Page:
The Young Men’s Christian Association was founded in London, England, on June 6, 1844, in response to unhealthy social conditions arising in the big cities at the end of the Industrial Revolution (roughly 1750 to 1850). Growth of the railroads and centralization of commerce and industry brought many rural young men who needed jobs into cities like London. They worked 10 to 12 hours a day, six days a week.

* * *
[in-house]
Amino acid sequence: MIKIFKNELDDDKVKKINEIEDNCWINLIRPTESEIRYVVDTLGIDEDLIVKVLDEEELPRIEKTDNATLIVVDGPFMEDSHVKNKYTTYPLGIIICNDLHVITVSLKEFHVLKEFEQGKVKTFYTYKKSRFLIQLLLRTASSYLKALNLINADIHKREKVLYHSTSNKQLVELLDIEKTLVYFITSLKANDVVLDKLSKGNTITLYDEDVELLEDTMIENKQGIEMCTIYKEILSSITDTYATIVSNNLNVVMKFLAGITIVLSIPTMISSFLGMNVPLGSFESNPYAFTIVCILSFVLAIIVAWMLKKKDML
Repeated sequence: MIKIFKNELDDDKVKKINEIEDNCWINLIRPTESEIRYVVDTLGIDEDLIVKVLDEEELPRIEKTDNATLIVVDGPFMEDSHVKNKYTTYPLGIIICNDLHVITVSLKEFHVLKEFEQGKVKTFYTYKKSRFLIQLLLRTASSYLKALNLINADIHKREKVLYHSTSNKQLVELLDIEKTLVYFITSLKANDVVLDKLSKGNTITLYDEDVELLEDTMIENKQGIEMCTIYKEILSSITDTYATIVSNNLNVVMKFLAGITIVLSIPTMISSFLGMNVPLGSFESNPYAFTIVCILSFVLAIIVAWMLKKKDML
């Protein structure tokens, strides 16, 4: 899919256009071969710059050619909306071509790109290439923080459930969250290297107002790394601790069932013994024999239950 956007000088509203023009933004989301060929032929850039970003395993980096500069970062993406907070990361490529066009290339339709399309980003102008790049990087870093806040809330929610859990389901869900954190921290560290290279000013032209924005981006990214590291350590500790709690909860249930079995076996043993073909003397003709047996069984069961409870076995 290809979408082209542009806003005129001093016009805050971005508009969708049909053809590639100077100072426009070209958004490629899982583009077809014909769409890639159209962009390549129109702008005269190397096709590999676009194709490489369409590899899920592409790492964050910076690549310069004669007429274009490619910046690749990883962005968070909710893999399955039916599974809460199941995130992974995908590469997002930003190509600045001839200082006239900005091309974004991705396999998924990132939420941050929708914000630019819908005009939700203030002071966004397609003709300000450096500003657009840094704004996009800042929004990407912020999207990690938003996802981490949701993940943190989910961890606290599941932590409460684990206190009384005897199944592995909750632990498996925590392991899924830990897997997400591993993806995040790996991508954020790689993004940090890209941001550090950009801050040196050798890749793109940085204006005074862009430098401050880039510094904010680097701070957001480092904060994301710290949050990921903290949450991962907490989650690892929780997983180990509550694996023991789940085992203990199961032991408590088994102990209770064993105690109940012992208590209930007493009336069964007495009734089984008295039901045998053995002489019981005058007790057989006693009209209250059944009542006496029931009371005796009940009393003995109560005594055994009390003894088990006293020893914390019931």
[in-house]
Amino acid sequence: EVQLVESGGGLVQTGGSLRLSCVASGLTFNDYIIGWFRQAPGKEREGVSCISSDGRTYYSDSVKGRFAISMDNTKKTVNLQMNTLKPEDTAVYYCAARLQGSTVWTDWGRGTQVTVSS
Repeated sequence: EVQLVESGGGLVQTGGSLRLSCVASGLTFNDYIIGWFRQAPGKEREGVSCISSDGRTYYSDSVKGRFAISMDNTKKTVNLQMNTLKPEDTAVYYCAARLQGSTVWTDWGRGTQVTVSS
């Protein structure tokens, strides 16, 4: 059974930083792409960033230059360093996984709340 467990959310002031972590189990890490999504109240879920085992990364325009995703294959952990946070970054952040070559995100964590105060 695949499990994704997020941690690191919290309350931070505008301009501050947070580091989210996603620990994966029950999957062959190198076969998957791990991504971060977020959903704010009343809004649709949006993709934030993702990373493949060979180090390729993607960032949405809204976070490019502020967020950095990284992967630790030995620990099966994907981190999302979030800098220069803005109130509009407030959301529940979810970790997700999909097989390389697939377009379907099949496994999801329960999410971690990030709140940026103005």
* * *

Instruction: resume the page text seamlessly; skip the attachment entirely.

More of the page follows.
Far from home and family, these young men often lived at the workplace. They slept crowded into rooms over the company’s shop, a location thought to be safer than London’s tenements and streets. Outside the shop things were bad—open sewers, pickpockets, thugs, beggars, drunks, lovers for hire and abandoned children running wild by the thousands.